"When the hurlyburly's done,/ When the battle's lost and won.": Having come within a whisker of winning 50 percent of the popular vote, National's position on the Right has grown even more hegemonic. But what of the Left? What can we expect to see emerge from the rout and ruin in 2011?
“ROUT AND RUIN” was my bleak reply to the e-mail from Glasgow. A friend had asked “How bad is it?” What else could I say? Labour’s 2011 Party Vote was an eye-watering 165,000 votes shy of 2008’s. At 27.1 percent, the Party’s share of the popular vote was only marginally greater than the 24.2 percent it attracted in 1919 – the very first general election it contested.
The crucial difference, of course, was that in 1919 Labour was the new kid on the political block. Barely three years old, it was bursting with enthusiasm and eager to replace the ailing Liberal Party as the principal opponent of Bill Massey’s Reform Party government.
Fast-forward 92 years and it is Labour that is ailing. New Zealand’s oldest political party is being challenged on all fronts by younger, more vibrant organisations – most particularly the Greens. With close to 11 percent of the Party Vote, the latter’s level of support is now approaching half that of Labour’s, an ominous statistic for the party which used to be able to count on attracting seven votes for every one that went to the Greens.
Labour’s dramatic debut on the hustings in 1919 ushered in a decade and a half of extraordinary political turbulence that only ended with the Labour Party victory of 1935 and the creation of the National Party the following year. The 2011 general election result suggests that New Zealand may be about to re-enter the sort of agitated political air it last encountered in the 1990s.
The difference, this time, is that the turmoil within the party system is not being driven by the sound of ideologies clashing (or crashing) as they were (and did) in the days of Roger Douglas and Ruth Richardson. This time it is the absence of strong ideological themes in our domestic politics that is generating the instability – especially on the centre-left.
What does Labour really stand for in 2011? It most certainly does not stand for the socialist aims and objectives proclaimed by Harry Holland’s Labour Party in 1919. Indeed, two of the most important policies promoted by Phil Goff’s Labour Party in 2011: the introduction of a Capital Gains Tax; and lifting the age of eligibility for superannuation from 65 to 67; could just as easily have emerged from a moderate conservative party.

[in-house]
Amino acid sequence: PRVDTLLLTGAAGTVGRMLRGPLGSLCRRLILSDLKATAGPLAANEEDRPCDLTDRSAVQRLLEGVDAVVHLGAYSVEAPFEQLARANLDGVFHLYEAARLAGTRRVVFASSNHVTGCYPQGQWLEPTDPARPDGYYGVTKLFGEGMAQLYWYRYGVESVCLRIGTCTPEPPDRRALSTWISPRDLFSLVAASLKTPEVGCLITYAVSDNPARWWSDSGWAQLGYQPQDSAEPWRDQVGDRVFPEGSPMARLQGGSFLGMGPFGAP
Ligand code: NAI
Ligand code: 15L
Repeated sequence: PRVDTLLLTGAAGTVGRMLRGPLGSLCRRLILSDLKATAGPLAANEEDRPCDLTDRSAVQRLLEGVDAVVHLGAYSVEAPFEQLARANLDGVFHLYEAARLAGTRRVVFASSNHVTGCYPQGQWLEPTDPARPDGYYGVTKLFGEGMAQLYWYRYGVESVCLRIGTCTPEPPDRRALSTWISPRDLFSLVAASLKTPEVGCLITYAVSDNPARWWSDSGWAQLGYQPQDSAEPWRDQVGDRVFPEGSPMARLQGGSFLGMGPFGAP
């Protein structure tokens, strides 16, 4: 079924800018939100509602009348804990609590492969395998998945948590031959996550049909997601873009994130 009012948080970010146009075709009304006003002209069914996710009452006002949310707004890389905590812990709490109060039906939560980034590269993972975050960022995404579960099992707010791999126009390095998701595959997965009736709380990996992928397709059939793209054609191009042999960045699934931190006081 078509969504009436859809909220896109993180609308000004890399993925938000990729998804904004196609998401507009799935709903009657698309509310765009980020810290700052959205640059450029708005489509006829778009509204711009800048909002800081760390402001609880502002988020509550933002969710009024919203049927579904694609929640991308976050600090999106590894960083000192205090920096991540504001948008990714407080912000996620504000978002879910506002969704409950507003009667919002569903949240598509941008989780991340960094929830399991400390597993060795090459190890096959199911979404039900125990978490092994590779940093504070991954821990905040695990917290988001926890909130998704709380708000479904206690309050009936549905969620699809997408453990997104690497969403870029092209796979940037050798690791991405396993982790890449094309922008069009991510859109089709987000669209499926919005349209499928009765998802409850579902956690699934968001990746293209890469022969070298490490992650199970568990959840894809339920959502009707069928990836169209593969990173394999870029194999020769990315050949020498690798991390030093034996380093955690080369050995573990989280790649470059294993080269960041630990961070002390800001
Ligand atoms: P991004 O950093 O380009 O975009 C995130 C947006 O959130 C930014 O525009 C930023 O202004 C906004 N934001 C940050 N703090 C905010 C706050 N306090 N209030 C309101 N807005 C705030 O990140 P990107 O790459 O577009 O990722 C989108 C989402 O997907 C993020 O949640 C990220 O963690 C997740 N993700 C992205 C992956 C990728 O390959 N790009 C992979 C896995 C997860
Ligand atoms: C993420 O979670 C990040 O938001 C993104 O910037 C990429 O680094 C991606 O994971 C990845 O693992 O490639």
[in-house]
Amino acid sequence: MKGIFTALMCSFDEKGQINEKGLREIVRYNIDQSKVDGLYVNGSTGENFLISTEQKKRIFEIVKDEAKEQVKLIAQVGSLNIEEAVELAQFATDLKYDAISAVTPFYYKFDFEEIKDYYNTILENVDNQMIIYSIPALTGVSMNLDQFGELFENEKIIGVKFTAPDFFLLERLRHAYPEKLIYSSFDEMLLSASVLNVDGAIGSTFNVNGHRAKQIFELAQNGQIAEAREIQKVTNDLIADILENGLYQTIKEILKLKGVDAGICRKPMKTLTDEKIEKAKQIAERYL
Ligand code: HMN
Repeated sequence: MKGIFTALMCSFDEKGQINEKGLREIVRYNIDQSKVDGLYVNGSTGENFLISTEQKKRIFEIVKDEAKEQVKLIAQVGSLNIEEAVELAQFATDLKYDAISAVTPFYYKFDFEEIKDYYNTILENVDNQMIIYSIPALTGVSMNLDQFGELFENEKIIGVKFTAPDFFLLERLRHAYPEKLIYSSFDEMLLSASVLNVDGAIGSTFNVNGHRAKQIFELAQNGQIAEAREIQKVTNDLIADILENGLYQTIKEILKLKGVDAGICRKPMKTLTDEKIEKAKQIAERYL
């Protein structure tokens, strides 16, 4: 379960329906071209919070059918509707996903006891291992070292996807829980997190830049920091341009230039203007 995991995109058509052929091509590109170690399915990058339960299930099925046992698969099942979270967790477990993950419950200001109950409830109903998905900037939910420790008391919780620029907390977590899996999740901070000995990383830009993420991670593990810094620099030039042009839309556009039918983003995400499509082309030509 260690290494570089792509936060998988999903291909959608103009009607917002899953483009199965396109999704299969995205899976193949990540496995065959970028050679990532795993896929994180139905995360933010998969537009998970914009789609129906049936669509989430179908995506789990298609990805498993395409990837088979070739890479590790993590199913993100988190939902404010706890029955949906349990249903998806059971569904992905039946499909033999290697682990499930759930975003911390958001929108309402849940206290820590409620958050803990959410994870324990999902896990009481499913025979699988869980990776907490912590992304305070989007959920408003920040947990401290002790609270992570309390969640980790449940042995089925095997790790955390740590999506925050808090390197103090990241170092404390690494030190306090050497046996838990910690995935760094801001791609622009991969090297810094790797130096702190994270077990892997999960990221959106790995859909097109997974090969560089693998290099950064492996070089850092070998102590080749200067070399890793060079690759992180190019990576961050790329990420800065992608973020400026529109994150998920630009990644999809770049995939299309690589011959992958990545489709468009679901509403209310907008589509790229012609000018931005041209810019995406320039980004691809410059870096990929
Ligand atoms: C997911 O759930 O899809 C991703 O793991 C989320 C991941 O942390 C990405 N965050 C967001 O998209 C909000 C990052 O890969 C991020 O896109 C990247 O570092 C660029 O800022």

Moderation has also been the watchword among Green Party strategists in 2011. Gone are the apocalyptic, doom-saying Green Party MPs of yesteryear, and in their place we find the coolly rational Dr Russel Norman, laconically peddling non-threatening economic solutions in a pale green suit. Dr Norman openly proclaims his party’s intention of taking Green politics “mainstream”: moving out beyond the gentrified streets of the inner-cities to the sprawling suburbs of “Middle New Zealand” where modern elections are won and lost.
There was a time when Labour was extremely competitive in these leafy suburbs. But the Greens’ emergence into double figures, Party Vote-wise, suggests that the well-educated, environmentally-conscious, middle-class New Zealander with a social conscience – the demographic that has provided Labour with its winning electoral edge for the best part of three decades – may, finally, have completed its migration from red to green.
But a Labour Party reduced to what are now its core demographics of Pakeha superannuitants, low-paid Pasifika and Maori, and beneficiaries of all colours and creeds, offers a very poor match for the politics and policies of moderation. The diminishing parliamentary assortment of middle-class professionals, civil servants and trade union officials that sits atop Labour’s demographic rump look less-and-less like the people it purports to represent. So much so, now, that the notion of the brown, the poor and the elderly one day deciding to cut out these middle-men and women, and represent themselves, is acquiring an aura of inevitability. Hone Harawira and his Mana Party will be hoping so.
But Mana has a lot of growing to do before it can hope to compete with the party that re-emerged from the electoral shadows with a pundit-smiting 6.8 percent of the Party Vote: NZ First.
Winston Peters’ success hinges upon his instinctive grasp of the issue that will increasingly come to dominate the politics of the next decade: the issue of economic sovereignty. How to foster not only the domestic control and utilisation of the nation’s resources, but also the cultural and political confidence required for their successful defence.
In this respect, as a party identified with economic sovereignty and national identity, NZ First may prove to be the opposition party with the greatest potential for growth. Because the New Zealand electorate has given Winston Peters and his new caucus that rarest and most precious of gifts: the opportunity to learn from past mistakes, and lay claim again to the gratitude of posterity.
Proof, indeed, that “rout and ruin” can be overcome.
This essay was originally published in The Press of Tuesday, 29 November 2011.